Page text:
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Young v. City of Ann Arbor

Michigan Court of Appeals
May 4, 1983
125 Mich. App. 459 (Mich. Ct. App. 1983)


Docket No. 52031.

Decided May 4, 1983. Leave to appeal applied for.

Donald B. Greenspon and Fred Sorkow, for plaintiff.

John K. Van Loon, Chief Assistant City Attorney, for defendants.


Before: M.F. CAVANAGH, P.J., and R.M. MAHER and K.B. GLASER, JJ.

Supreme Court Justice, sitting on the Court of Appeals by assignment.

Circuit judge, sitting on the Court of Appeals by assignment.

We granted rehearing in this case to reconsider our earlier holding that defendant Police Chief Walter Krasny is not entitled to governmental immunity. The facts were stated accurately in our original opinion:

"Plaintiff's husband committed suicide by hanging himself with his belt while held in a detention cell at the Ann Arbor Police Station. Plaintiff sued defendants, claiming that the cells in the station were maintained by the city in an unsafe condition and that the individual defendants had been negligent in performing their ministerial duties. At the close of plaintiff's proofs, the trial court directed a verdict in favor of one of the arresting officers, the chief of police, and the City of Ann Arbor. The jury subsequently returned a verdict in favor of the remaining three defendants. A motion for a new trial [was] denied * * *." Young v City of Ann Arbor, 119 Mich. App. 512, 515; 326 N.W.2d 547 (1982).

On appeal, this Court reversed and remanded the case for a new trial.

The sole issue on rehearing is whether the trial court erred in directing a verdict in favor of Police Chief Walter Krasny on the ground of governmental immunity. We now hold that it did not.

This Court is divided on the proper test of a public employee's immunity from liability for negligence. Several panels have held that an employee is immune if his allegedly tortious conduct involved discretionary rather than ministerial acts. See, e.g., Cook v Bennett, 94 Mich. App. 93; 288 N.W.2d 609 (1979); Fuhrmann v Hattaway, 109 Mich. App. 429; 311 N.W.2d 379 (1981). Other panels have ruled that a public employee is immune where his act "falls within the scope of his employment". See, e.g., Everhart v Roseville Community Schools Bd of Ed, 108 Mich. App. 218; 310 N.W.2d 338 (1981); Gaston v Becker, 111 Mich. App. 692; 314 N.W.2d 728 (1981); Lewis v Beecher School System, 118 Mich. App. 105; 324 N.W.2d 779 (1982); Shwary v Cranetrol Corp, 119 Mich. App. 736; 326 N.W.2d 627 (1982). We believe that "scope of employment" is the proper test. A governmental entity's immunity is limited to those actions in discharge of its governmental function. MCL 691.1407; MSA 3.996(107). By analogy, a public employee should be immune only to the extent that he acts within the scope of his public responsibilities. In addition, we note that a majority of the justices of the Supreme Court appeared to adopt some version of the scope of employment test in Lockaby v Wayne County, 406 Mich. 65; 276 N.W.2d 1 (1979).

In the present case, the plaintiff does not contend that Police Chief Krasny's allegedly negligent acts were outside the scope of his employment. Because the plaintiff did not prove sufficient facts in avoidance of Police Chief Krasny's governmental immunity, the trial court did not err in directing a verdict in his favor. The trial court's judgment as to Police Chief Krasny is affirmed.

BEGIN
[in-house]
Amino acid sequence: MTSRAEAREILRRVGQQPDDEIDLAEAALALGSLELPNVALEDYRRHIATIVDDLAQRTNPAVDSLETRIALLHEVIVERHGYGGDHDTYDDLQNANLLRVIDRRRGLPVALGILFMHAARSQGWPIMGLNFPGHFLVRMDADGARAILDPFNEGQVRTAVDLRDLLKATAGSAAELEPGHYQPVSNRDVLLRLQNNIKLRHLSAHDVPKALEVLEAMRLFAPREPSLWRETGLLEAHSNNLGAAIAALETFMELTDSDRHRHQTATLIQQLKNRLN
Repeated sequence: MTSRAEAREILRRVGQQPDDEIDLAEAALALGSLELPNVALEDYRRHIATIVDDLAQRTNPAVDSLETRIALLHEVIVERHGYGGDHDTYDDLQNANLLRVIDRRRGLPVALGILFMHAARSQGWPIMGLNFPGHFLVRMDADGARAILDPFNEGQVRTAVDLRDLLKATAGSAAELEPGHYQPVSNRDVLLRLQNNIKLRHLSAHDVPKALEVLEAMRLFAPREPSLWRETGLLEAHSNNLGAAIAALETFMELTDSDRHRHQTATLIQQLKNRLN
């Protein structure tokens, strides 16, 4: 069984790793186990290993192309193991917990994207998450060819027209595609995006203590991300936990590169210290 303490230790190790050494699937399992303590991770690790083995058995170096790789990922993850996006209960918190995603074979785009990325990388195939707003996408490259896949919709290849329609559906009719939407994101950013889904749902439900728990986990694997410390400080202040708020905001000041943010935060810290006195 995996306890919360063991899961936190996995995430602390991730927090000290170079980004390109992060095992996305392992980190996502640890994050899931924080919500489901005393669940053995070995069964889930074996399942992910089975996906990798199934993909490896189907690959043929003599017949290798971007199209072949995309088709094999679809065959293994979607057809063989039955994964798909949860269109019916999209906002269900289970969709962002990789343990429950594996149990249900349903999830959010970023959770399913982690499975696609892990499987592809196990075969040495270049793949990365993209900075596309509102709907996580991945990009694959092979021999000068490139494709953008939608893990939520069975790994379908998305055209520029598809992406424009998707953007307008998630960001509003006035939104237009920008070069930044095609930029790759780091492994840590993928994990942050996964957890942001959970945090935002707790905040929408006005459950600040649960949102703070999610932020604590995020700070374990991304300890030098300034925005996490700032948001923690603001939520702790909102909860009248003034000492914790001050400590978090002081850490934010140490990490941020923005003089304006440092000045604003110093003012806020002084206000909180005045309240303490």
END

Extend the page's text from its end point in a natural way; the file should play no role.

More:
Our opinion, Young v City of Ann Arbor, 119 Mich. App. 512; 326 N.W.2d 547 (1982), is vacated insofar as it is inconsistent with this opinion.

I respectfully dissent. I prefer to continue to limit the scope of official immunity for governmental employees by applying the "ministerial-discretionary" distinction for acts committed within the scope of such employment. This standard has its roots in early Michigan common law, and our Supreme Court has never expressly departed from its application. As Judge KELLY recently stated in Layton v Quinn, 120 Mich. App. 708, 720-721; 328 N.W.2d 95 (1982):

"Established rules of law are not generally abandoned merely by implication. [Citation omitted.] Thus, we decline to follow the errant path of some panels of this Court which have abandoned the ministerial-discretionary test. The abolition of the standard would result in an unwarranted expansion of governmental immunity. Such an expansion should not be predicated merely on what a panel predicts `four members of the Supreme Court would now hold.'"

I find this to be especially true in light of the significant changes in the present makeup of the Supreme Court. It is not possible to divine whether the Supreme Court will abandon application of the ministerial-discretionary standard and, there being no other persuasive legal or policy reasons advanced by those who favor abandoning such a standard, I prefer to adhere to its application.

Thus, I continue to hold that the trial court erred in directing a verdict in favor of defendant Police Chief Walter Krasny. As Chief of Police at the Ann Arbor facility, defendant Krasny was required to enforce the regulations which apply to that facility. This was a ministerial duty of his office, a violation of which is not protected by any official immunity.

Summaries of

Young v. City of Ann Arbor

Michigan Court of Appeals
May 4, 1983
125 Mich. App. 459 (Mich. Ct. App. 1983)
Case details for

Young v. City of Ann Arbor

Case Details


Court:Michigan Court of Appeals

Date published: May 4, 1983


125 Mich. App. 459 (Mich. Ct. App. 1983)
336 N.W.2d 24

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